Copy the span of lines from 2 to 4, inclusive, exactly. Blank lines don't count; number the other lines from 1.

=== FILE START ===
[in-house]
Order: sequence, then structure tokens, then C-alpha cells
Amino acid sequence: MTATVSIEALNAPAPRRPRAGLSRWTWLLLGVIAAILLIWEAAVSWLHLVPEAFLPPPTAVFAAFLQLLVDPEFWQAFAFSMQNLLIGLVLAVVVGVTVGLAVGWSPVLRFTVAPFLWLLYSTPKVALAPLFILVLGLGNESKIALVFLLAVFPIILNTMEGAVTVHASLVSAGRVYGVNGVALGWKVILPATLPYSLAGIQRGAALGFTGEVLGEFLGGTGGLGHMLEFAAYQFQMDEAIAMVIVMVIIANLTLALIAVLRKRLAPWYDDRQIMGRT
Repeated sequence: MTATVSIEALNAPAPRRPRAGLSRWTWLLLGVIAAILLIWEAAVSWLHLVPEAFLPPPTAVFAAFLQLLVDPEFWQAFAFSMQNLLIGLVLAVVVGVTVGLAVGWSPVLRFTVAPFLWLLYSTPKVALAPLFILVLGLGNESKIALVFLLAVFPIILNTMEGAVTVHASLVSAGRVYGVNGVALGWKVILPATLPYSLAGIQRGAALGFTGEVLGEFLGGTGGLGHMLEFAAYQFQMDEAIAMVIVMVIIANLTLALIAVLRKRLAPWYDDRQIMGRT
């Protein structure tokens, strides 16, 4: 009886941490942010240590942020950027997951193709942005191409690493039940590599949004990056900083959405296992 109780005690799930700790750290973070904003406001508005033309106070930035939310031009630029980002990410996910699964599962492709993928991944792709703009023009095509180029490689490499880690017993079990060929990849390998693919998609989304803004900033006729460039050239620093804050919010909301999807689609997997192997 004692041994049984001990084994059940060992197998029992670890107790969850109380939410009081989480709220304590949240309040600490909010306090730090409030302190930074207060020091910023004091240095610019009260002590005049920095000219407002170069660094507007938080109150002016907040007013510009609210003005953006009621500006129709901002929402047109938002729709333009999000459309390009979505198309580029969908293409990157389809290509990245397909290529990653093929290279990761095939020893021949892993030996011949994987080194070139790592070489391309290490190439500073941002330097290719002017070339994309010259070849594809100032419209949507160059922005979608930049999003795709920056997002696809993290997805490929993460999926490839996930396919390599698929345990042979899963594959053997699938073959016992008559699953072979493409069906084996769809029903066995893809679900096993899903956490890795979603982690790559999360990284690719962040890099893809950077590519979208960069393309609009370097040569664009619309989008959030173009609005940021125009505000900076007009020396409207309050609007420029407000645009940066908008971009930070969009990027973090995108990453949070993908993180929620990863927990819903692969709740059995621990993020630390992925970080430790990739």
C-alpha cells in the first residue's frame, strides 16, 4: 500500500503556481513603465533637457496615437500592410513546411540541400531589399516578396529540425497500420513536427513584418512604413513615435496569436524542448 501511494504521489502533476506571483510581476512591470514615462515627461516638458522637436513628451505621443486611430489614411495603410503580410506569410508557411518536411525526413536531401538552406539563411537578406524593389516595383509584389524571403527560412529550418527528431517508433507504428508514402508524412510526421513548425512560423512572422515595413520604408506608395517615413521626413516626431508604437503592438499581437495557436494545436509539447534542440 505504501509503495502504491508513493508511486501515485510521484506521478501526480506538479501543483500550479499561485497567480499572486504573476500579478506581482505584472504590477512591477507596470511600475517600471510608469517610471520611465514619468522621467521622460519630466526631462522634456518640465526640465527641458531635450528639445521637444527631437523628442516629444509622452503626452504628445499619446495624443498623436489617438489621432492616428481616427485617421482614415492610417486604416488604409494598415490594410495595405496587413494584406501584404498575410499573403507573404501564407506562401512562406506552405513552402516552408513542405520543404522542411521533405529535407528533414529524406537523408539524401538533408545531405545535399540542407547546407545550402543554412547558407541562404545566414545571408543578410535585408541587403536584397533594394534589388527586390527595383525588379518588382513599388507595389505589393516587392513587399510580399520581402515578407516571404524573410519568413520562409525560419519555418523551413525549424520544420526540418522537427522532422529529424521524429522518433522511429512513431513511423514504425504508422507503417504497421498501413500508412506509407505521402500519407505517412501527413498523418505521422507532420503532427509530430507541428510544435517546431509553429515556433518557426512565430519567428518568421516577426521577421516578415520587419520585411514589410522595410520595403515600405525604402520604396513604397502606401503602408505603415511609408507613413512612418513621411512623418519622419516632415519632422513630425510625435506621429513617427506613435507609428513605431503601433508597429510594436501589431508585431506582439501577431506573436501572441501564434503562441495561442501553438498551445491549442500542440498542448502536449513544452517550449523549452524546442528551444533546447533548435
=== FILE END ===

Order: sequence, then structure tokens, then C-alpha cells
Amino acid sequence: MTATVSIEALNAPAPRRPRAGLSRWTWLLLGVIAAILLIWEAAVSWLHLVPEAFLPPPTAVFAAFLQLLVDPEFWQAFAFSMQNLLIGLVLAVVVGVTVGLAVGWSPVLRFTVAPFLWLLYSTPKVALAPLFILVLGLGNESKIALVFLLAVFPIILNTMEGAVTVHASLVSAGRVYGVNGVALGWKVILPATLPYSLAGIQRGAALGFTGEVLGEFLGGTGGLGHMLEFAAYQFQMDEAIAMVIVMVIIANLTLALIAVLRKRLAPWYDDRQIMGRT
Repeated sequence: MTATVSIEALNAPAPRRPRAGLSRWTWLLLGVIAAILLIWEAAVSWLHLVPEAFLPPPTAVFAAFLQLLVDPEFWQAFAFSMQNLLIGLVLAVVVGVTVGLAVGWSPVLRFTVAPFLWLLYSTPKVALAPLFILVLGLGNESKIALVFLLAVFPIILNTMEGAVTVHASLVSAGRVYGVNGVALGWKVILPATLPYSLAGIQRGAALGFTGEVLGEFLGGTGGLGHMLEFAAYQFQMDEAIAMVIVMVIIANLTLALIAVLRKRLAPWYDDRQIMGRT